Surgeons likely have very little insight when it comes to the price tag of the devices they implant in patients, a survey of orthopedic surgeons shows. Educating them on both cost
and effectiveness is key to ultimately helping hospitals save money, experts agree.
implanting devices have much more access to clinical data about efficacy and safety than data about pricing,” said Diane Robertson, director of health technology assessment information for the ECRI Institute
. “But when physicians are able to look at the clinical and cost evidence together, they are very willing and like being able to include cost as part of their decisions.”
For a Health Affairs report released Monday, researchers surveyed 217 attending physicians and 286 residents about the estimated price tag of 13 common orthopedic devices. The results: Physicians were only within the ballpark in estimating cost 21% of the time, and residents 17% of the time.
“In some instances, there were only subtle differences that make one device different from another, and if there are marked differences in price, one would think the device with the lowest price might be the one chosen. This report finds that's not what happens,” said Dr. Andrew Pollak, a professor of orthopedics at the University of Maryland School of Medicine and co-author of the report
“I anticipated that the level of knowledge would be low, but I was surprised by how low,” he said. “It is surprising they we are implanting devices that are very expensive and don't know or understand how much of the healthcare dollar we are spending.”
Asking physicians what the devices cost is “like playing a game of 'The Price is Right,'” Robertson said. One of the main ways to educate physicians is to engage them in the activities of the hospital value-analysis committees, which often arise out of the supply-chain departments. “It's in this forum that cost, safety, clinical and reimbursement data can be shared for the most informed decisionmaking.”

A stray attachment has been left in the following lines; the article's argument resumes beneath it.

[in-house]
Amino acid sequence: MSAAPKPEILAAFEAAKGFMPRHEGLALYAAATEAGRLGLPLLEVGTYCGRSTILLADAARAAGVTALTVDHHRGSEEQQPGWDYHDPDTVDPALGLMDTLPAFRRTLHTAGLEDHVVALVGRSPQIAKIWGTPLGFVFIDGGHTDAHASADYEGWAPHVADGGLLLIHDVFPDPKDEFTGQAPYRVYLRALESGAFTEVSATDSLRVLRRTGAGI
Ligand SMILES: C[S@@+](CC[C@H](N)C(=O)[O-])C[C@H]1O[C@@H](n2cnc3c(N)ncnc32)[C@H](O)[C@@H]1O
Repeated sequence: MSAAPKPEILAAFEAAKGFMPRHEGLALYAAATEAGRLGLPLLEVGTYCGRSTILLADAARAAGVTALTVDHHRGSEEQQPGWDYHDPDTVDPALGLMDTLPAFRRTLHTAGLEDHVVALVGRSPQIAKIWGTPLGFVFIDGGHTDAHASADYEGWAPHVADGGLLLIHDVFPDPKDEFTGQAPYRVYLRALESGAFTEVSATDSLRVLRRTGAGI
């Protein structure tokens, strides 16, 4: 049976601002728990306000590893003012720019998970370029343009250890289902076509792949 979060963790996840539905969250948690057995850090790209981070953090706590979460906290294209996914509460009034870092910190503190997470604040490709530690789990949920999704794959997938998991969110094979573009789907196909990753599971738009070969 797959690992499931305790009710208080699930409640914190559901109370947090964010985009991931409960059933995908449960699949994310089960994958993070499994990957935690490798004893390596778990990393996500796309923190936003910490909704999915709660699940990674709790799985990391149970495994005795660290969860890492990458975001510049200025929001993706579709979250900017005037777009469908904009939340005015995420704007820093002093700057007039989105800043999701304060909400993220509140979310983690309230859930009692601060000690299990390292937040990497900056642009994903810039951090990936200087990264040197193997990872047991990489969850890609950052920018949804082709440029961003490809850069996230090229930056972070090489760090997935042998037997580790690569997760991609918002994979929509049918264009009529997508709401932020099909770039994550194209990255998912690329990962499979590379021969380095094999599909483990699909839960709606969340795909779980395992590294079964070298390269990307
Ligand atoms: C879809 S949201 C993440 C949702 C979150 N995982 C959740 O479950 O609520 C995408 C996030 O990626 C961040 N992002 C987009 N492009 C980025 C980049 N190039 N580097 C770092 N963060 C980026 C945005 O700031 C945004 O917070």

Historically, clinical and supply chains
have not interacted, but hospital systems such as Fletcher Allen Health Care of Burlington, Vt., say physician involvement in value-analysis has helped it save more than $500,000 each year.
“We engage clinicians as colleagues and subject matter experts, from cardiology to orthopedics. Our physician colleagues work side by side with supply-chain staff in jointly making the supply and equipment decisions that are best for our patients,” said Charlie Miceli, the hospital's vice president for information technology and supply chain. “We collaboratively manage our resources, ensuring both clinical and financial efficacy, which allows us to sustain our business in a very dynamic economic environment and ultimately provide the best resources to take care of our patients."